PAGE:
[00:37:10] The weight loss goal off the table is a lot of times. Super beneficial They’ll fight you tooth and nail for that one because especially if they’re Battling this disordered eating but they still are on paper need to lose weight or they’re in a you know A higher body fat percentage. That’s their goal.

[00:37:29] That’s their focus no matter what They’re thinking and no matter how many times they stopped and feel they, they have this mentality that this time it’s going to work. And that’s just not the case. So we have to table it, we have to table it completely work on the habits, work on our mindset, work on, hormones work on our rubbing our metabolism back up with reintroducing more calories in a way that’s more manageable and.

[00:37:55] We do it incrementally. And that’s very hard for people to wrap their mind on that part of the journey. But once it clicks, that’s when real change happens. So that’s one of the struggles of working with clients at this too, because they are very They’re just like they don’t want to. They don’t want to do it.

[00:38:16] They don’t. They want to continue down the path just like an addict. They want to continue down the path and just say, Oh, I can do it within moderation. I can do this. Let’s just do it. And they’ll try to table with you and be like, No, I’ll be fine as long as I do X, Y and Z. And so that’s some of the journey that are part of the journey.

[00:38:34] That’s difficult because you have to really like Level with them and bring them down to reality, which isn’t easy sometimes.

[00:38:44] Dr Mike T Nelson: Yeah. And clients say the weirdest stuff too. Cause along that lines, I had a client several years ago, she was complaining. She’s we had to have a special phone call.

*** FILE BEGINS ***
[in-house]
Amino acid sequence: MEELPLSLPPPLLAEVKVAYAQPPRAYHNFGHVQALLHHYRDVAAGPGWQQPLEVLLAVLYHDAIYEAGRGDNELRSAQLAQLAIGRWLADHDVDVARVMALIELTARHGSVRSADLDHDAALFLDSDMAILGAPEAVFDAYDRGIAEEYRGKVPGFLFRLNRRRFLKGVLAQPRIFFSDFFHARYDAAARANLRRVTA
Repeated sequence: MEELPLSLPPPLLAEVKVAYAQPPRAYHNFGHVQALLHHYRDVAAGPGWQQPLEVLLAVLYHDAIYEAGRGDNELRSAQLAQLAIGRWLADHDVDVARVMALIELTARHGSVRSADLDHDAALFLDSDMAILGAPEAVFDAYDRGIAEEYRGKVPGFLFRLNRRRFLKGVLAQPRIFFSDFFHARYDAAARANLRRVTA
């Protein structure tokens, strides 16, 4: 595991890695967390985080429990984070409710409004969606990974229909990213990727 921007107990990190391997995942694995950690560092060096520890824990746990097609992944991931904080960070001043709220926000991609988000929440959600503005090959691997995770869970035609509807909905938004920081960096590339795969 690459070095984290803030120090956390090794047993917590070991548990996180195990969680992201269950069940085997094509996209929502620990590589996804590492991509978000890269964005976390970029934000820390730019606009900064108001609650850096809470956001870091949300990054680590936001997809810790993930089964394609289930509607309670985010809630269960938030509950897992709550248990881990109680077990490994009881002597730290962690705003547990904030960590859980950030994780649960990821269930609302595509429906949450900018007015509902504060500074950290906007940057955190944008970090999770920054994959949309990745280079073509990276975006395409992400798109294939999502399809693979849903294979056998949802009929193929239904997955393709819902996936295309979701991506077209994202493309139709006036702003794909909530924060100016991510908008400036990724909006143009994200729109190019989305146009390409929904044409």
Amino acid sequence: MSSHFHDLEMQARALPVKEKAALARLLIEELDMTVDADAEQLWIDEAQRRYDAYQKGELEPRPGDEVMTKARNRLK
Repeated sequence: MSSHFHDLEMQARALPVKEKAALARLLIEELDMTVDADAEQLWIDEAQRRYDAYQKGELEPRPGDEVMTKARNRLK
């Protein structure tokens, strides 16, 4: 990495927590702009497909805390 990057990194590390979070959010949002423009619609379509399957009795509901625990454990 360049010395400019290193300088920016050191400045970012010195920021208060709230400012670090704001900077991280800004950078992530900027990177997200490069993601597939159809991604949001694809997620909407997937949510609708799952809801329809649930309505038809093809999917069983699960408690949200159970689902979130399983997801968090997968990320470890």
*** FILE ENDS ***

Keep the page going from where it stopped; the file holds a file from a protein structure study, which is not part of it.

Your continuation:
[00:38:52] I said, that’s totally fine. We’ll talk about it. I said what’s the issue? She’s I’m losing weight, but I’m not hungry. And I’m like, cool. Is this a problem? She’s yes. I’m like, why is this a problem? He’s because. I think I should be losing more weight and I should be hungry. I’m like, but wouldn’t the best case scenario, which isn’t going to last forever, that you wouldn’t really be hungry, but you’d still be losing weight.

[00:39:20] She’s yes, but this has never happened before. I’m like, but You have the data in front of you, like your clothes are smaller, like your body, overall body weight is down, but it was just the weirdest thing because it was such a foreign thing, even though she, back to the feeling versus thinking, she admitted that it was better, but it just felt so weird because it was the direct opposite of everything she had ever done before.

[00:39:44] Evita: They associate these past scenarios of when they remember losing weight with these things. So like obviously if it’s an extreme diet, there’s going to be extreme hunger. So they feel like they have to have that hunger in order to lose the weight. And it’s like this weird psychological pairing. I’ve heard people say things like that too.

[00:40:03] I have. And it’s they feel like it’s not working, but it is working. Like you said, it’s tangible. It’s, you’re able to see the data, but it’s like this weird psychological, like. where they go back to these old ways of thinking and you have to bring them back down to reality. That’s why coaching is so valuable because like, when you’re on that journey alone, you’ll talk yourself out of these things, even though it’s not a lot.